5 Fun Ways A Potato Ricer Can Boost Your Cooking Game
When you don’t have room for big kitchen appliances, a potato ricer is one of the most convenient kitchen tools you can have. The potato ricer works by pressing down on your food and forcing it through a small sheet of holes, which are about the size of a grain of rice. It comes in clutch when you want silky mashed potatoes, but the handy tool can also step up your cooking game in all kinds of helpful ways.
1. Hash Browns
If you can’t get enough breakfast food, chances are you’re a fan of hash browns. They’re crunchy, hearty and just the right amount of greasy. A potato ricer can help you make hash browns pretty easily. Once you peel your potatoes and grate them with a box grater, squeeze the potatoes through the ricer to remove any extra moisture.
Bsically, use the potato ricer like you would a garlic press, but instead of squeezing it to the point where the potato is forced out, you only want to squeeze it enough to let out excess moisture. After you get rid of extra moisture, it’s smooth sailing to form your hash browns.
2. Silky Mashed Potatoes
Mashed potatoes are one of the most comforting foods to make, but they can easily become overworked and reach a gummy consistency. The trick to light and silky mashed potatoes is to put them through a potato ricer instead of a potato masher, which usually ends up agitating them a little too much. Once you boil your potatoes and they become fork-tender, put them through a potato ricer in small batches.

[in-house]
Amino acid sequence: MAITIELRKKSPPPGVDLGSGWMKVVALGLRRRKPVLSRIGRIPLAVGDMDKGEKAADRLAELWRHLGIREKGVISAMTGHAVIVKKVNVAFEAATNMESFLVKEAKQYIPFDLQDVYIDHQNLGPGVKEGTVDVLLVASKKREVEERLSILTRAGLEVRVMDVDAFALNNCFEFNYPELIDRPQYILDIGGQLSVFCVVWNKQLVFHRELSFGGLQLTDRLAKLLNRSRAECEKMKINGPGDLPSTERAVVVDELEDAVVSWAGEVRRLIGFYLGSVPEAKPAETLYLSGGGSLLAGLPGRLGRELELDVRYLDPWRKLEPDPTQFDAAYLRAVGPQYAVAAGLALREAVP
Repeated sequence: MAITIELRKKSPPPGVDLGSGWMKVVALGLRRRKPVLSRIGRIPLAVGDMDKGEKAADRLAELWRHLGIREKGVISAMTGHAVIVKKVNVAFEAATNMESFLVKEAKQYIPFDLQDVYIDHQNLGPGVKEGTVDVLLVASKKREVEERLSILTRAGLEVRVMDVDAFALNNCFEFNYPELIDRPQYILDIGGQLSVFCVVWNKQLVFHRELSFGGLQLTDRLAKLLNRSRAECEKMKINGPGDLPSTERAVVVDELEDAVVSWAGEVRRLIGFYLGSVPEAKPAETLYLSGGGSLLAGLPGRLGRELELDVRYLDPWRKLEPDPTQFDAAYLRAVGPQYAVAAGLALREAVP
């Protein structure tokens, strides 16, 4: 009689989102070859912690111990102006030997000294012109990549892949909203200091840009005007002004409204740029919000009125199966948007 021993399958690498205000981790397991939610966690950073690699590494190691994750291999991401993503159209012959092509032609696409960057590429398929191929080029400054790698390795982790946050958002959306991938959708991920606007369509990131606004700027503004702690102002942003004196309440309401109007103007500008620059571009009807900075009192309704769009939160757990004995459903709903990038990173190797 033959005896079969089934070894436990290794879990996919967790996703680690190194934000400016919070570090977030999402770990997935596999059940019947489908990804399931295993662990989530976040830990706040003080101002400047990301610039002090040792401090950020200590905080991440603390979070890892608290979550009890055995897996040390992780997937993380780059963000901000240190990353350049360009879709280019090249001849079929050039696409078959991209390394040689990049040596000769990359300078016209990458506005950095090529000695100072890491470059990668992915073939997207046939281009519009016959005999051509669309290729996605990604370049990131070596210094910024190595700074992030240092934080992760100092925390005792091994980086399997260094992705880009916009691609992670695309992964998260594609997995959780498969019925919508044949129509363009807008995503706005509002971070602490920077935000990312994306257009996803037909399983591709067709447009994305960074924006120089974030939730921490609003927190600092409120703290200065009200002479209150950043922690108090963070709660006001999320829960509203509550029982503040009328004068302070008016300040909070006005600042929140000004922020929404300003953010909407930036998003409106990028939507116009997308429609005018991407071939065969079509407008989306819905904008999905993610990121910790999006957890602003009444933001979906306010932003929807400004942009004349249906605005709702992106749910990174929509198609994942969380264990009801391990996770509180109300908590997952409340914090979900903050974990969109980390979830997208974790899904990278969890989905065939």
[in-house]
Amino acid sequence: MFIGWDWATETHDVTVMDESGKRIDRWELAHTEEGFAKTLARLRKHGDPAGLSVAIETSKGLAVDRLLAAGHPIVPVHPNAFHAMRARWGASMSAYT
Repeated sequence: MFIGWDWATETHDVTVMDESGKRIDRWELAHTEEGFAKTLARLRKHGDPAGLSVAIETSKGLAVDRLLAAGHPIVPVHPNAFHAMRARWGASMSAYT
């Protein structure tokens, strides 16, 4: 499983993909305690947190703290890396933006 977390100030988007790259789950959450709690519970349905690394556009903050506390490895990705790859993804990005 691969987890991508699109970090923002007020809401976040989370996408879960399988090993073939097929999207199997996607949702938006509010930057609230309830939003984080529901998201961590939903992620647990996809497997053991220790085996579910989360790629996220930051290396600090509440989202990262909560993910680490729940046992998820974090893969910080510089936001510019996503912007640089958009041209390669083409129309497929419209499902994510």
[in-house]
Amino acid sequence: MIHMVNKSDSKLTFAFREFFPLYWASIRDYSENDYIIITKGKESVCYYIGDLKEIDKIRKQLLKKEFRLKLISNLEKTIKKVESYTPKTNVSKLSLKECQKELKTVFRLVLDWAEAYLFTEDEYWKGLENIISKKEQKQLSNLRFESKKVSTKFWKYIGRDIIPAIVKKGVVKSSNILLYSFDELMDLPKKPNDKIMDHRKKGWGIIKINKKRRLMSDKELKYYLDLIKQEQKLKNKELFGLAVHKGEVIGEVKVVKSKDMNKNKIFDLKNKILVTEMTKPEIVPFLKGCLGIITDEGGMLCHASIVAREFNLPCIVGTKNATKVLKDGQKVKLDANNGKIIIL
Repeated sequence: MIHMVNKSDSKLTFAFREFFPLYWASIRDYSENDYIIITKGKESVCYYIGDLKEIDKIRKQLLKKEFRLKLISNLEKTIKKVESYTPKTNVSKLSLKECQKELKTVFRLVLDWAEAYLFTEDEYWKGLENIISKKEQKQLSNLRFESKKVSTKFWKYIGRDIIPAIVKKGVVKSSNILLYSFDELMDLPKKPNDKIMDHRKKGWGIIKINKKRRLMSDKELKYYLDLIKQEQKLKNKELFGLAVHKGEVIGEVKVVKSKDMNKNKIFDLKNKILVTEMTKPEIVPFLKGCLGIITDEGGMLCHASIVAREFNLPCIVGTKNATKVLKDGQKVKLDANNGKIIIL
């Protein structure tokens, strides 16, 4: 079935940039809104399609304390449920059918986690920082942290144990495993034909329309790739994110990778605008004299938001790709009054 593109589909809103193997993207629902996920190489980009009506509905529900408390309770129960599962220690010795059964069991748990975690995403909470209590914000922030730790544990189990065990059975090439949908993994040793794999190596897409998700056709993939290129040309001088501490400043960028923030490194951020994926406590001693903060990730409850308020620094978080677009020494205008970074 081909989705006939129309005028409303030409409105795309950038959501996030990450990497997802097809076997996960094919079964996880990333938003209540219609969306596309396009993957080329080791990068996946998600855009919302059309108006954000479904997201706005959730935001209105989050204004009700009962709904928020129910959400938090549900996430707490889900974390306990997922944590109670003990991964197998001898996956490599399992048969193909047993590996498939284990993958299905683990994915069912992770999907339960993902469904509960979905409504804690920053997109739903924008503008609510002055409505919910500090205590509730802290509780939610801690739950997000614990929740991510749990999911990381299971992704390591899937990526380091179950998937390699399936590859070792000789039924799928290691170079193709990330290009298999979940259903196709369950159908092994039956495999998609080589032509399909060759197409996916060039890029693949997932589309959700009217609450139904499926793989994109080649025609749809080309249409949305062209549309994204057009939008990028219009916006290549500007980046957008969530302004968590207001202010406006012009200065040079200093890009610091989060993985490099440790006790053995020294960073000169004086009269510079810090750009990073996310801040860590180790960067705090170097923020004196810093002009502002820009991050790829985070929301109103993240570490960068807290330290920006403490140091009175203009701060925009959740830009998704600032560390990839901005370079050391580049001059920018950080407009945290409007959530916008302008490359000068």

Afterward, return the potatoes to a smaller pot and season them with salt and pepper. Add something to give them a creamy consistency, whether it’s butter, cream or coconut milk. Chop up some chives and sprinkle them on towards the end.
3. Smooth Tomato Sauce
You probably like your sauce either chunky or smooth. If you’re a smooth tomato sauce kind of person, a potato ricer will be your best friend. Once you’ve cooked your tomatoes — whether you roasted them or gave them a quick blanch — you can put them right through the ricer to easily remove the skins.
4. Cauliflower Rice
Once you have some cauliflower rice on your hands, you can pretty much do anything in a healthier, low-carb way. And if you learn how to make it yourself, you won’t have to worry about stocking up at the store. Once you roast the cauliflower for about 15 minutes, or until the cauliflower is soft, push the florets through the potato ricer. You can use cauliflower rice for anything from cauliflower fried rice to stuffed peppers to cauliflower pizza crust.
5. Drained Vegetables
When you’re dealing with frozen vegetables or vegetables that can hold a lot of water — like spinach, bok choy or Napa cabbage, you can easily get rid of that excess moisture with a potato ricer. Put your spinach or any other vegetable into the potato ricer and gently squeeze until all of the unnecessary liquid comes out. It’s much easier to sauté vegetables and caramelize them when all of the water is removed.
The best part: You can get your hands on a potato ricer for less than $15. Trust us when we say it’ll totally change your cooking game.